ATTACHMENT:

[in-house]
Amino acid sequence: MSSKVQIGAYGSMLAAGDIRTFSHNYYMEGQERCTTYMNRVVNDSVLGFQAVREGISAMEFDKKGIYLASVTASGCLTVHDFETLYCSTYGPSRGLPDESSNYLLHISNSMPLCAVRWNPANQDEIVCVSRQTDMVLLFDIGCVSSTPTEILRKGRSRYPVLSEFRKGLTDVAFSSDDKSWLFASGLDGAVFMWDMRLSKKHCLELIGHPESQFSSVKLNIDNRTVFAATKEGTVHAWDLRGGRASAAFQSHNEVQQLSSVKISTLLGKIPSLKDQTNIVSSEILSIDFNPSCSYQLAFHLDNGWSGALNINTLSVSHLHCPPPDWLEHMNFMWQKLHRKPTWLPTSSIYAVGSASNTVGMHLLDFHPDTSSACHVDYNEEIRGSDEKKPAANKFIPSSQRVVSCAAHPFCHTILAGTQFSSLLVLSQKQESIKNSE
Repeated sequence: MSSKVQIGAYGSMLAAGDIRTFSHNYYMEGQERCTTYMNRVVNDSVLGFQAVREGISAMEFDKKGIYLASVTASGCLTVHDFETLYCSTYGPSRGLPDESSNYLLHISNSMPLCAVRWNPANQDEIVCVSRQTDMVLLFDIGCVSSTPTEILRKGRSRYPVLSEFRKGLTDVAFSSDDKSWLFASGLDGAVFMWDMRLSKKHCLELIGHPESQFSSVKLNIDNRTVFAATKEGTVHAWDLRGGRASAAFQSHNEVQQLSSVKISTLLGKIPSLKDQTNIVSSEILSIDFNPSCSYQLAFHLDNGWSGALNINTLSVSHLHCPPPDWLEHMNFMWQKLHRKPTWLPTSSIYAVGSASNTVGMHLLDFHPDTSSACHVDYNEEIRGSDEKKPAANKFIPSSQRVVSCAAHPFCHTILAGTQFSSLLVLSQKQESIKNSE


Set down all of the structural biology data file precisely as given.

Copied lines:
[in-house]
Amino acid sequence: MSSKVQIGAYGSMLAAGDIRTFSHNYYMEGQERCTTYMNRVVNDSVLGFQAVREGISAMEFDKKGIYLASVTASGCLTVHDFETLYCSTYGPSRGLPDESSNYLLHISNSMPLCAVRWNPANQDEIVCVSRQTDMVLLFDIGCVSSTPTEILRKGRSRYPVLSEFRKGLTDVAFSSDDKSWLFASGLDGAVFMWDMRLSKKHCLELIGHPESQFSSVKLNIDNRTVFAATKEGTVHAWDLRGGRASAAFQSHNEVQQLSSVKISTLLGKIPSLKDQTNIVSSEILSIDFNPSCSYQLAFHLDNGWSGALNINTLSVSHLHCPPPDWLEHMNFMWQKLHRKPTWLPTSSIYAVGSASNTVGMHLLDFHPDTSSACHVDYNEEIRGSDEKKPAANKFIPSSQRVVSCAAHPFCHTILAGTQFSSLLVLSQKQESIKNSE
Repeated sequence: MSSKVQIGAYGSMLAAGDIRTFSHNYYMEGQERCTTYMNRVVNDSVLGFQAVREGISAMEFDKKGIYLASVTASGCLTVHDFETLYCSTYGPSRGLPDESSNYLLHISNSMPLCAVRWNPANQDEIVCVSRQTDMVLLFDIGCVSSTPTEILRKGRSRYPVLSEFRKGLTDVAFSSDDKSWLFASGLDGAVFMWDMRLSKKHCLELIGHPESQFSSVKLNIDNRTVFAATKEGTVHAWDLRGGRASAAFQSHNEVQQLSSVKISTLLGKIPSLKDQTNIVSSEILSIDFNPSCSYQLAFHLDNGWSGALNINTLSVSHLHCPPPDWLEHMNFMWQKLHRKPTWLPTSSIYAVGSASNTVGMHLLDFHPDTSSACHVDYNEEIRGSDEKKPAANKFIPSSQRVVSCAAHPFCHTILAGTQFSSLLVLSQKQESIKNSE